Three types of sonnet

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Most sonnets fall into one or other of three types, according to the rhyme scheme they follow.

The Italian sonnet uses two rhymes for the octave - the pattern is either a-b-a-b, a-b-a-b or a-b-b-a, a-b-b-a - and two or three rhymes for the sestet - the pattern is either c-d-e, c-d-e or c-d-c-d-c-d or c-d-c, c-d-c. An example of an Italian sonnet is On His Deceased Wife by John Milton (1608-1674):

Methought I saw my late espousèd Saint (a)
Brought to me like Alcestis from the grave, (b)
Whom Jove's great Son to her glad Husband gave, (b)
Rescu'd from death by force though pale and faint, (a)
Mine as whom wash'd from spot of child-bed taint, (a)
Purification in the old Law did save, (b)
And such, as yet once more I trust to have (b)
Full sight of her in Heaven without restraint, (a)
Came vested all in white, pure as her mind: (c)
Her face was veil'd, yet to my fancied sight, (d)
Love, sweetness, goodness in her person shin'd (c)
So clear, as in no face with more delight. (d)
But O, as to embrace me she inclin'd (c)
I wak'd, she fled, and day brought back my night. (d)

The Shakespearean or English sonnet follows the pattern a-b-a-b, c-d-c-d, e-f-e-f, g-g. An example of a Shakespearean or English sonnet is Sonnet XVIII by William Shakespeare (1564-1616):

Shall I compare thee to a Summer's day? (a)
Thou art more lovely and more temperate: (b)
Rough winds do shake the darling buds of May, (a)
And summer's lease hath all too short a date: (b)
Sometime too hot the eye of heaven shines, (c)
And often is his gold complexion dimm'd: (d)
And every fair from fair sometime declines, (c)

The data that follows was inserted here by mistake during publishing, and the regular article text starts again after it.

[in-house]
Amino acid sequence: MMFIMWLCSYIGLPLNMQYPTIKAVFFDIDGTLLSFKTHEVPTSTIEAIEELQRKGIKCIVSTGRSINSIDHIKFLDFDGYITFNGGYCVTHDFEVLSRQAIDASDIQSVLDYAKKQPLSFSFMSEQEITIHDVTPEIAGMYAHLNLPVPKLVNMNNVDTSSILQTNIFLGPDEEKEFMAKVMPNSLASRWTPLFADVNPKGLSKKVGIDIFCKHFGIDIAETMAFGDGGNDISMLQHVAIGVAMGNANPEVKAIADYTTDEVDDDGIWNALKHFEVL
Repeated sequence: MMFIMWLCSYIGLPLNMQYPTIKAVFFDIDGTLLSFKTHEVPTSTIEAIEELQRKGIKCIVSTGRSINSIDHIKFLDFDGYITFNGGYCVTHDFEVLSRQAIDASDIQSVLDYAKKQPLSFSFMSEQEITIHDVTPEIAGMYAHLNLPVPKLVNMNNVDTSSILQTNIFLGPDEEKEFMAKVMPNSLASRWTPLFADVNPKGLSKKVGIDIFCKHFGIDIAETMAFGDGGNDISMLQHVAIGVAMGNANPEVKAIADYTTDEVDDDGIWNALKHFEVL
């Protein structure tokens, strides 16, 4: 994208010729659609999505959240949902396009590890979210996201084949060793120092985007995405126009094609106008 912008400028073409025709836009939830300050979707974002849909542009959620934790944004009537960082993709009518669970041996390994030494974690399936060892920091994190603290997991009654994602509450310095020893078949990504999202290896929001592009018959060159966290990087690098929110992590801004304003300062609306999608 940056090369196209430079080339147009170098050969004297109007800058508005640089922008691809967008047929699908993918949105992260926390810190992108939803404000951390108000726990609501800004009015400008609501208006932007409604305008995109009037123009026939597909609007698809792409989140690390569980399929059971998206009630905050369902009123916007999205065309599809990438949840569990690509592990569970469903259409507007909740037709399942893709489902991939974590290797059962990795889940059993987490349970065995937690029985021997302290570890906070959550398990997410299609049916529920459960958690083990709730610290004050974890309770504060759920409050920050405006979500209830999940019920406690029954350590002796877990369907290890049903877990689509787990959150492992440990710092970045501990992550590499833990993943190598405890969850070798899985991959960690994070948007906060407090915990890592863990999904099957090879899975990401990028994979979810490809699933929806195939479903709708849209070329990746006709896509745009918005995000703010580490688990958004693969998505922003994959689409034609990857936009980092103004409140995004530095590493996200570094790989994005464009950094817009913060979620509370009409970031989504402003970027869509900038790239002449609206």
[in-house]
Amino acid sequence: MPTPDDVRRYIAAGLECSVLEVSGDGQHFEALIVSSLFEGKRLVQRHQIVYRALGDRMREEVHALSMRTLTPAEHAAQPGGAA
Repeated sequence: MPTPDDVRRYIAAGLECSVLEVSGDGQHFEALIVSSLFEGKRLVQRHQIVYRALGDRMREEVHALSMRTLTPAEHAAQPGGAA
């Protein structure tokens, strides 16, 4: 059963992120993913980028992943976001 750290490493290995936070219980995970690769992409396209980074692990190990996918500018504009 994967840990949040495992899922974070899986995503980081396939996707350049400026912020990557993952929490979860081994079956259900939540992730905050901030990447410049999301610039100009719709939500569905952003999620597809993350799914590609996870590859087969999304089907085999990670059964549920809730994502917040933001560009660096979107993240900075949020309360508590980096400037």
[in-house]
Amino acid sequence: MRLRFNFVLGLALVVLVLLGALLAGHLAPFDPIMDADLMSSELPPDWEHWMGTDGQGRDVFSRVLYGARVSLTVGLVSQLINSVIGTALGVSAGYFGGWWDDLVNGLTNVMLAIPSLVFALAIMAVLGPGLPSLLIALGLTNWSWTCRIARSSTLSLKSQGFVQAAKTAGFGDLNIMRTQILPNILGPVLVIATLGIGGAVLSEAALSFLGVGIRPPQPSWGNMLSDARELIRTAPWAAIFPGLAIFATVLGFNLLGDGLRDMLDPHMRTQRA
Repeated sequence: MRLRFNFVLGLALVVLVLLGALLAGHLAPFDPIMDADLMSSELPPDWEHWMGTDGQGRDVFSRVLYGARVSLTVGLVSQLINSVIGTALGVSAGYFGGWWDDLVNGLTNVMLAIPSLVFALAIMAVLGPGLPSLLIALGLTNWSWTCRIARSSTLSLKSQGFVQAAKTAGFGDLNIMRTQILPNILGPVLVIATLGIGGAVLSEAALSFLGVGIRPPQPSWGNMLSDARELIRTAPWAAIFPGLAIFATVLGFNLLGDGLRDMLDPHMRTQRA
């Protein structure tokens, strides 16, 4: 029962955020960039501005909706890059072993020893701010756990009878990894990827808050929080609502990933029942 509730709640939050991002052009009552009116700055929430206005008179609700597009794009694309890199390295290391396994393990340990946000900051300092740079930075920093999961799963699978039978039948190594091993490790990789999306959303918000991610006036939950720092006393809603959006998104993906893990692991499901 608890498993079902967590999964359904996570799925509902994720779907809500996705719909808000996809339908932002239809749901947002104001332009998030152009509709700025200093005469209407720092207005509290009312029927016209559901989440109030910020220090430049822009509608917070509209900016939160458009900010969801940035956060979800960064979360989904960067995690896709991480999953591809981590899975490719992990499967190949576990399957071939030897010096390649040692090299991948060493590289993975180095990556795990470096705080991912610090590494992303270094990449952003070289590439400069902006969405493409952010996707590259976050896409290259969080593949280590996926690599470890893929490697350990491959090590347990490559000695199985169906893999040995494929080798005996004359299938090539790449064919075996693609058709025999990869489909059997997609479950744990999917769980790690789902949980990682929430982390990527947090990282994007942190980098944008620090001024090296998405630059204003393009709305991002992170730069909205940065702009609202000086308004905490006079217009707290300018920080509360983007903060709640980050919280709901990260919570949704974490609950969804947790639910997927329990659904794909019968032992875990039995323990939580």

By chance or nature's changing course untrimm'd: (d)
But thy eternal Summer shall not fade (e)
Nor lose possession of that fair thou owest; (f)
Nor shall Death brag thou wanderest in his shade, (e)
When in eternal lines to time thou growest: (f)
So long as men can breathe, or eyes can see, (g)
So long lives this, and this gives life to thee. (g)

The Spenserian sonnet follows the pattern a-b-a-b, b-c-b-c, c-d-c-d, e-e. An example of a Spenserian sonnet is Whilst it is prime by Edmund Spenser (1552-1599):

Fresh Spring, the herald of love's mighty king, (a)
In whose cote-armour richly are displayed (b)
All sorts of flowers, the which on earth do spring, (a)
In goodly colours gloriously array'd - (b)
Go to my love, where she is careless laid, (b)
Yet in her winter's bower not well awake; (c)
Tell her the joyous time will not be stay'd, (b)
Unless she do him by the forelock take; (c)
Bid her therefore her self soon ready make, (c)
To wait on Love amongst his lovely crew; (d)
Where every one, that misseth then her make, (c)
Shall be by him amearst with penance due. (d)
Make haste, therefore, sweet love, whilst it is prime; (e)
For none can call again the passèd time. (e)

See further Sonnet.

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